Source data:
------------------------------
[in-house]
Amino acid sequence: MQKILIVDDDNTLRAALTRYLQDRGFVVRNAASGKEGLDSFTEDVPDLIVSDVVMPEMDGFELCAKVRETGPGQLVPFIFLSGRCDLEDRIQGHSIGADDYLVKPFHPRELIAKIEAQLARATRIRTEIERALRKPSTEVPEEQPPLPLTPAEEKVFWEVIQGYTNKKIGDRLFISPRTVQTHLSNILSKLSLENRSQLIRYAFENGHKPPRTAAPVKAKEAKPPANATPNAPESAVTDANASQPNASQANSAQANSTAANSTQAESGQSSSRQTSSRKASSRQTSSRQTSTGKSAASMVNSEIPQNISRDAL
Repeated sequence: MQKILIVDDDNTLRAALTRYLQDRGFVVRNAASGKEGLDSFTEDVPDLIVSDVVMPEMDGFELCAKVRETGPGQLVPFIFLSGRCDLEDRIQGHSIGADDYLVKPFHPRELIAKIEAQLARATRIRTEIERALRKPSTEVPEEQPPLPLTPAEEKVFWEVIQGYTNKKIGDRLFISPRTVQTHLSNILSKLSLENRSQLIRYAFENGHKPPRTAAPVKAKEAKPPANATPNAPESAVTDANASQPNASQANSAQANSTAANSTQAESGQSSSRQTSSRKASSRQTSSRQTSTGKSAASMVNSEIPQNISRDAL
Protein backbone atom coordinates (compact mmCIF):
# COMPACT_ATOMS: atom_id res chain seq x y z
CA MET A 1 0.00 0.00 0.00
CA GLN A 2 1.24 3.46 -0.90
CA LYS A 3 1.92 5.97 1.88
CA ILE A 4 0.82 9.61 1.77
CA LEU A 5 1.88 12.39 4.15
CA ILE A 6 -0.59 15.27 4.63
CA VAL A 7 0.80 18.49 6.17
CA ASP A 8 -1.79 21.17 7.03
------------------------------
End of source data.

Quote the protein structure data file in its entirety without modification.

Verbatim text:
[in-house]
Amino acid sequence: MQKILIVDDDNTLRAALTRYLQDRGFVVRNAASGKEGLDSFTEDVPDLIVSDVVMPEMDGFELCAKVRETGPGQLVPFIFLSGRCDLEDRIQGHSIGADDYLVKPFHPRELIAKIEAQLARATRIRTEIERALRKPSTEVPEEQPPLPLTPAEEKVFWEVIQGYTNKKIGDRLFISPRTVQTHLSNILSKLSLENRSQLIRYAFENGHKPPRTAAPVKAKEAKPPANATPNAPESAVTDANASQPNASQANSAQANSTAANSTQAESGQSSSRQTSSRKASSRQTSSRQTSTGKSAASMVNSEIPQNISRDAL
Repeated sequence: MQKILIVDDDNTLRAALTRYLQDRGFVVRNAASGKEGLDSFTEDVPDLIVSDVVMPEMDGFELCAKVRETGPGQLVPFIFLSGRCDLEDRIQGHSIGADDYLVKPFHPRELIAKIEAQLARATRIRTEIERALRKPSTEVPEEQPPLPLTPAEEKVFWEVIQGYTNKKIGDRLFISPRTVQTHLSNILSKLSLENRSQLIRYAFENGHKPPRTAAPVKAKEAKPPANATPNAPESAVTDANASQPNASQANSAQANSTAANSTQAESGQSSSRQTSSRKASSRQTSSRQTSTGKSAASMVNSEIPQNISRDAL
Protein backbone atom coordinates (compact mmCIF):
# COMPACT_ATOMS: atom_id res chain seq x y z
CA MET A 1 0.00 0.00 0.00
CA GLN A 2 1.24 3.46 -0.90
CA LYS A 3 1.92 5.97 1.88
CA ILE A 4 0.82 9.61 1.77
CA LEU A 5 1.88 12.39 4.15
CA ILE A 6 -0.59 15.27 4.63
CA VAL A 7 0.80 18.49 6.17
CA ASP A 8 -1.79 21.17 7.03